The Show

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Ten months in the making, a pop-up shop, 1200 guests in attendance, 20 models, 720 gift bags, 40 collections, five Alfa Romeo student designer finalists, over 400 outfits… St. Andrews’ hugely anticipated Charity Fashion Show 2011 arrived last weekend. Did it live up to the hype?

In the ‘cheap’ seats

I bought what one VIP-goer described as a “bleachers” ticket (or what FS prefers to call a Stadium seat) to see what impact it had on my viewing experience. And despite feeling a little like cattle penned in behind the metal barrier erected to section us off from the swathes of More Important People, being up in the bleachers actually proved to be an enlightening experience.  From way back in the stalls, us plebeians could appreciate the sharp, symmetrical routines devised to best utilize the unusual square-shaped catwalk in a way that the VIPs definitely couldn’t. The hooded model that opened the show looked particularly haunting from afar, a motionless figure in the midst of the mayhem of an overexcited audience. And the clothes – from PPQ to Biba to St Andrews’ very own mega-talented Emma Sherlock – shone. It was only really from a distance that the audience could appreciate the ethereal magic of Sherlock’s translucent mint green, floor-sweeping skirt, letting enough light seep through to look like a fashion forward mermaid, a siren casting some kind of magical spell.

But whilst the models looked uniformly slick with their simple and stylish up-dos from the back of the room, the VIPs had it better when it came to appreciating the details of the clothes and make-up up close – because, let’s face it, the only way a real fashion-follower in the stadium seats could have got their fix would’ve been with a pair of binoculars. So come the second half of the show, I slipped under the cattle-barrier and snuck to the side of the catwalk to cheer on the models, and in the end, I had the best of both worlds.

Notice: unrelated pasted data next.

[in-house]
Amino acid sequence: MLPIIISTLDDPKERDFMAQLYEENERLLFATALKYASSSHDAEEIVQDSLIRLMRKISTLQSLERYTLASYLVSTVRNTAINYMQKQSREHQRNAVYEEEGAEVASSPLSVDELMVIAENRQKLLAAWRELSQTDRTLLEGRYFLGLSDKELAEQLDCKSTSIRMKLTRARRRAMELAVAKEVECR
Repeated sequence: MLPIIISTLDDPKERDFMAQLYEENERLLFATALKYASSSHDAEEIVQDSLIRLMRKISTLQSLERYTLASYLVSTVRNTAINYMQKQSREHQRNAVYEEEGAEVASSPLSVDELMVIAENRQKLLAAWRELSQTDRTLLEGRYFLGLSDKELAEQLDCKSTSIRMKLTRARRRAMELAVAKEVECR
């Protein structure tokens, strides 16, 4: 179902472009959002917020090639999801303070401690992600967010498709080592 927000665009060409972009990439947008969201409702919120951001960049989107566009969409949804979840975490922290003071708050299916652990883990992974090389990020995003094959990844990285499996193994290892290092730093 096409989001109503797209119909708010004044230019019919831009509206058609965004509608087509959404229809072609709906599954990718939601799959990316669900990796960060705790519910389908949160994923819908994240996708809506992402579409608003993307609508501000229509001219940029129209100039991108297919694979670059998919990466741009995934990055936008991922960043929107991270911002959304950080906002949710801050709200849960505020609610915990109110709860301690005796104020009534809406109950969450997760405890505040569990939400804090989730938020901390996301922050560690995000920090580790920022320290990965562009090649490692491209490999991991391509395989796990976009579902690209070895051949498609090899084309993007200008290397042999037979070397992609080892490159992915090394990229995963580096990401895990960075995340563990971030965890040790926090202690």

Alexandra Davey


Smoke and Mirrors

So the “Fashion Show”, and more importantly the V.I.P Fashion Show experience. And ultimately the question on my and my wallet’s delicate lips: What did we get?

Well, the bright bulbs of the FS tents beamed glamorous and promising light upon the dull science labs on North Haugh offering everything that could and could not be expected from a circus of colourfully clad cads in bright trousers, ties and jackets formicating amongst elegant and promiscuous women. The scene was certainly one worth marvelling at.

Having seated myself at my table and enjoyed my champagne and gin courtesy of my seventy pound ticket, I stopped to acknowledge Trekstock, the charity which FS and I was in turn supporting.

The show began with resplendent triumph, pounding “grab-your-crotch-and-punch-your-fist” beats which circulated amongst the enthused audience. And so the skinny, strong, whey-faced and follically blessed strutted the u-shaped stage with rote professionalism, drawing us from our table right to their venerable feet. But, did “rapture taste” so sweet? Did I really “feel like throwing my hands up in the air”?

Of course, but I can’t help but feel that amongst the DJ’s thumping decks and the inchoate alcoholism, that everyone was excited not by the ‘Fashion Show’ but by seeing familiar faces and hearing familiar songs. And so whilst my truculence might appear aimed solely at the spectacle of the “Fashion Show”, I remain dubious about whether FS was indeed a “Fashion Show”.

Ignoring my own shellback querulousness, it still seems to me to be another event where a coterie of students extended their own wealth of thanks to their own cadre of friends, without regard to fashion or charity.

Angus Field

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